• You could make a linux-based device cheaper than their stand-alone equivelent.
      • There are bits of licensed code in the driver that aren't theirs to give out.
      • They are using a reference design and the driver contains features unique to their product. If they let the driver out, people will be able to buy the cheaper implementation of the same reference design and get those features.
      • Re:Why NOT? (Score:3, Insightful)

        by lawpoop (604919)
        Also:
        • They are using unlicensed code, i.e. code that they shouldn't.
      • Re:Why NOT? (Score:5, Insightful)

        by Bastian (66383) on Monday November 01, 2004 @08:30PM (#10694731)
        While I agree that most of those are good reasons, I must say that I think that something is terribly wrong with the legal system if the vendor can be liable for my intentional misuse of their product.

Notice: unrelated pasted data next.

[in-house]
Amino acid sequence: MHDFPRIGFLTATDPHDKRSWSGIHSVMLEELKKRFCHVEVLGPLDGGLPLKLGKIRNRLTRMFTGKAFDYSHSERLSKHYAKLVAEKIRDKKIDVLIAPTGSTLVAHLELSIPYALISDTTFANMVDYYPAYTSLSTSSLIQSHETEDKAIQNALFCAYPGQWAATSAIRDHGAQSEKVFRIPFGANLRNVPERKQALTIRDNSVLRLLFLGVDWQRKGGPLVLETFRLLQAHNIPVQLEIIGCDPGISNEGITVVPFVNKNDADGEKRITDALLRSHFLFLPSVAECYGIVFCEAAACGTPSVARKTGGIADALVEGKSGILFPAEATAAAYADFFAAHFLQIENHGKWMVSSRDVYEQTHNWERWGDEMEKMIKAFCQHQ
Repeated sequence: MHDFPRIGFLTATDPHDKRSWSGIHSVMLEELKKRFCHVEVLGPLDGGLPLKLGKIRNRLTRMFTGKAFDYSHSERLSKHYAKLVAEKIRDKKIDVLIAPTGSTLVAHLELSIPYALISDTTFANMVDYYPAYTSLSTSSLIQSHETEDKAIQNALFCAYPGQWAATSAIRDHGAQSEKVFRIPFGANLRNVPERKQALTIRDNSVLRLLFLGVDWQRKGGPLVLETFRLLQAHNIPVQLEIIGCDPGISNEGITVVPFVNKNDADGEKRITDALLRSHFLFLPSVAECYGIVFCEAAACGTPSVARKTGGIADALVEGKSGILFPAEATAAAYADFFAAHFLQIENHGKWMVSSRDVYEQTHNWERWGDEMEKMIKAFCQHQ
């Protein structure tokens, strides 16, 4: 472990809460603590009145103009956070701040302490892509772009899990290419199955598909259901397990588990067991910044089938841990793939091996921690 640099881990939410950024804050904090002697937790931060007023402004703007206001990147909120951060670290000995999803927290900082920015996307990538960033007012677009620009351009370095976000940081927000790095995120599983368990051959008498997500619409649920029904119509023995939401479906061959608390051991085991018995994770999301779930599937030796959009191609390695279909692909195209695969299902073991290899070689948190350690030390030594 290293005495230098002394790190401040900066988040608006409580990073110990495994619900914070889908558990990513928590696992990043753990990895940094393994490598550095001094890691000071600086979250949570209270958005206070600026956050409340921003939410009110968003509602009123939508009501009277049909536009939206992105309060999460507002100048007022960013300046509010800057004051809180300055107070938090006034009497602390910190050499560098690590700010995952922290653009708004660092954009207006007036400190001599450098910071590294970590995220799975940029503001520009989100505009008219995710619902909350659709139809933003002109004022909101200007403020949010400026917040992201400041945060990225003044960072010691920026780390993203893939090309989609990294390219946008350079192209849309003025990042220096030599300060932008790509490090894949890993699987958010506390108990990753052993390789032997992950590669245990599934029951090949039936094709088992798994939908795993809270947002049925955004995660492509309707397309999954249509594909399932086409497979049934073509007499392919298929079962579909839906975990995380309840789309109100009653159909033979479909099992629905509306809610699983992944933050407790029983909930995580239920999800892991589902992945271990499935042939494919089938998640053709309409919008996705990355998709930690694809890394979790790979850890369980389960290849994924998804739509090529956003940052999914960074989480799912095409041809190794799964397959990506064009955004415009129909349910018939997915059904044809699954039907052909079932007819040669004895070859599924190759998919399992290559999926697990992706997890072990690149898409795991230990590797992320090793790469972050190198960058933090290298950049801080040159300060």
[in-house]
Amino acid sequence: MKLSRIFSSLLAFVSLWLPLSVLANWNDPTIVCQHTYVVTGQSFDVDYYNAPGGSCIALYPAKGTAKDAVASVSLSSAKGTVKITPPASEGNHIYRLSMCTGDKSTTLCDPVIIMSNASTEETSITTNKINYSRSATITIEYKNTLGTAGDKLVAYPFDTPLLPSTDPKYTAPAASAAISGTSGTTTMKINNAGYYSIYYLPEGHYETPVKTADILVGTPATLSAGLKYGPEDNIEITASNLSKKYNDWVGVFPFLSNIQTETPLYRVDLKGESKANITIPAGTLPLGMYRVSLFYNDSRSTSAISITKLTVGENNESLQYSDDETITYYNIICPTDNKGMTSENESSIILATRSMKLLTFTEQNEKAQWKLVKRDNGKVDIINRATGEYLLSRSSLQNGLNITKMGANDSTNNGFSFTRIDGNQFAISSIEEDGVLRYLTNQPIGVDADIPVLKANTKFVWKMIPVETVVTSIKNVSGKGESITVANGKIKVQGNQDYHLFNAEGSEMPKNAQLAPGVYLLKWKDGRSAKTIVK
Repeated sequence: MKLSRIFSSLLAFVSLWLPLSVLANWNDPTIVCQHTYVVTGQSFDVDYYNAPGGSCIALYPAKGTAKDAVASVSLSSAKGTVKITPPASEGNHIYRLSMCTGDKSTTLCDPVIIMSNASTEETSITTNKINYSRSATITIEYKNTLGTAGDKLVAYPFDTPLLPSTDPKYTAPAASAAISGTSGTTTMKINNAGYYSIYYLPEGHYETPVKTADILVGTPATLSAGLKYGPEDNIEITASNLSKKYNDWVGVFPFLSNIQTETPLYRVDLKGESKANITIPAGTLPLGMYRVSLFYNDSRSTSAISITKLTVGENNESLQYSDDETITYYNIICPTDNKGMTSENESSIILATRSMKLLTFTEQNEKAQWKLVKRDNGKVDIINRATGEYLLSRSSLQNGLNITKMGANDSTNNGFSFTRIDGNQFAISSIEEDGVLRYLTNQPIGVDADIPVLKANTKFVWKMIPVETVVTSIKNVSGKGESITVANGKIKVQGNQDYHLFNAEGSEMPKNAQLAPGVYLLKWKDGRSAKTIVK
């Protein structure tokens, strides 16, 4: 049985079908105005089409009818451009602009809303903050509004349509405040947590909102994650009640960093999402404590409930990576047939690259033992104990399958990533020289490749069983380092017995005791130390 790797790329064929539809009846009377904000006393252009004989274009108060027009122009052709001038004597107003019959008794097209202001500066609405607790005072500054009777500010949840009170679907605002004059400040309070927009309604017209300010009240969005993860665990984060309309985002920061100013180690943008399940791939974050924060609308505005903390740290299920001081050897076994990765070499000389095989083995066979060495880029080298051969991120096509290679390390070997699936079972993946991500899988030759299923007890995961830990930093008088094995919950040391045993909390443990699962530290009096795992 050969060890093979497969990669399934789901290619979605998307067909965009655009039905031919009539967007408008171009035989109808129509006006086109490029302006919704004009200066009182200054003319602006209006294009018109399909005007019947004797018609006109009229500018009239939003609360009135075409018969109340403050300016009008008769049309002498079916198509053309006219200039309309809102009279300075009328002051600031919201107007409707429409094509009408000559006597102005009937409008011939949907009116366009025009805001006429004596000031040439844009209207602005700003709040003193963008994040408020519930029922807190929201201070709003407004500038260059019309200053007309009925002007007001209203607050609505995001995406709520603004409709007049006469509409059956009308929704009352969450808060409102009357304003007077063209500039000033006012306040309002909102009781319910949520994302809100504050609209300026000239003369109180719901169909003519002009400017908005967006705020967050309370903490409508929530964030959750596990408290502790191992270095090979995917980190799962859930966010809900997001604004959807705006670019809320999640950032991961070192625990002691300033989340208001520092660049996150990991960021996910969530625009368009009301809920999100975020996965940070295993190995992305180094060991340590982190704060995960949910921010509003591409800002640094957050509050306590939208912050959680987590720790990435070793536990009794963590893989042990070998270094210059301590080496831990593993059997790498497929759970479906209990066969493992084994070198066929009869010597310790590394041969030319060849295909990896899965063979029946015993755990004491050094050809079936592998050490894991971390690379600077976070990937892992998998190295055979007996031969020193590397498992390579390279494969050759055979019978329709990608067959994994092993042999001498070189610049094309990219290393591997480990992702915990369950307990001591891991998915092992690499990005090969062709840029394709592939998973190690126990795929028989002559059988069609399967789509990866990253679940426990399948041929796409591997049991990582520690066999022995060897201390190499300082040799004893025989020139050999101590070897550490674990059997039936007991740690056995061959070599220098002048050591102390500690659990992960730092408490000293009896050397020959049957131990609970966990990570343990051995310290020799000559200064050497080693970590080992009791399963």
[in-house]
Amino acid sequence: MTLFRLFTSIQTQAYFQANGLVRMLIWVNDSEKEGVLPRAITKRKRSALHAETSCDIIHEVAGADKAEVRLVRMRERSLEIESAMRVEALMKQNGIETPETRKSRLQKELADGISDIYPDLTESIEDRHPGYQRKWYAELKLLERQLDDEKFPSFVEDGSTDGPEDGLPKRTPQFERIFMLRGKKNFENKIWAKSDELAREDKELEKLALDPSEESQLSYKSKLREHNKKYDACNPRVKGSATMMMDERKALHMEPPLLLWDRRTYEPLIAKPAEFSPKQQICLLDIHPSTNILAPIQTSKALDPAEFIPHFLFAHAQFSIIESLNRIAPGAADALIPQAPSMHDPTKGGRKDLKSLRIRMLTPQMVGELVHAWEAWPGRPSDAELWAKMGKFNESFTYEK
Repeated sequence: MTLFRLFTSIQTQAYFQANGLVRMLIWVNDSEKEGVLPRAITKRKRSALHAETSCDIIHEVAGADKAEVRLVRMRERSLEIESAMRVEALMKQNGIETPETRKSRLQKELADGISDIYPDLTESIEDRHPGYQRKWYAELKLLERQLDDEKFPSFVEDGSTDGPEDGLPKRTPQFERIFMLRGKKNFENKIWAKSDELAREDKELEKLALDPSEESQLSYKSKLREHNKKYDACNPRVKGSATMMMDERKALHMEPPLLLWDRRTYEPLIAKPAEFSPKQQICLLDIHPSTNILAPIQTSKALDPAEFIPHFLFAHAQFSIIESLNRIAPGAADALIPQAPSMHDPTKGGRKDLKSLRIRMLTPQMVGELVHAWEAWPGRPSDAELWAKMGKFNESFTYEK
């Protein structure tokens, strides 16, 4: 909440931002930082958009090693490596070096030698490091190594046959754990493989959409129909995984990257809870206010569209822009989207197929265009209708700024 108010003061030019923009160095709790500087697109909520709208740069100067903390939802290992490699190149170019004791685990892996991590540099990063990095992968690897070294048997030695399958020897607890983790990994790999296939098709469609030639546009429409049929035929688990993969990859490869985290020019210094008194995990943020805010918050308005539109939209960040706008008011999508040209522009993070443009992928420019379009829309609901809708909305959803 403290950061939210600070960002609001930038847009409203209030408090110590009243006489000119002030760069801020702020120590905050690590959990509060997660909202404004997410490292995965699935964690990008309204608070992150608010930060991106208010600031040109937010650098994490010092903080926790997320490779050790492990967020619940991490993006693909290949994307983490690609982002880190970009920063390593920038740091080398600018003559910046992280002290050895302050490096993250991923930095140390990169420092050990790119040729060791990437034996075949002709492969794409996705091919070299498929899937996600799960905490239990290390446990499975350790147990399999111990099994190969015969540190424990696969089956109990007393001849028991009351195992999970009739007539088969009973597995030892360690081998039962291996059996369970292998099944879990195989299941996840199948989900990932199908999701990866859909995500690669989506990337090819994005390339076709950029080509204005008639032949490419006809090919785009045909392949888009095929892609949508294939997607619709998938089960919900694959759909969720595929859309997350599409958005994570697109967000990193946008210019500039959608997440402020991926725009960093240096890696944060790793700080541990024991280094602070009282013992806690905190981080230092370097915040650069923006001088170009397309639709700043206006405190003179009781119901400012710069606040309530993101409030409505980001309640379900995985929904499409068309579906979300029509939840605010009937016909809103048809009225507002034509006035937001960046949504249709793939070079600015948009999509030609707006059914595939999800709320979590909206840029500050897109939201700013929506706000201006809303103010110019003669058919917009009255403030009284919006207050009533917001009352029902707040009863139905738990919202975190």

I envision a similar situation in which Detroit gets sued because they are liable for a person's speeding ticket. Only the person had to override some sort of speed limiter device in order to do it.
      • Two things:
        (1)You're talking about drivers. The petition is about the firmware.
        (2)Most of the reasons you mention are valid reasons for not opening the firmware source. That is not what is being asked. Just the license. In other words, to get permission from the manufacturers to freely redistribute the firmware BINARY. I don't see how you could exceed FCC restrictions if you can't modify the firmware because you don't have the source.
      • Re:Why NOT? (Score:2, Insightful)

        by halligas (782561) *
        Legal counsel decides it's a bad idea because it could expose them to liability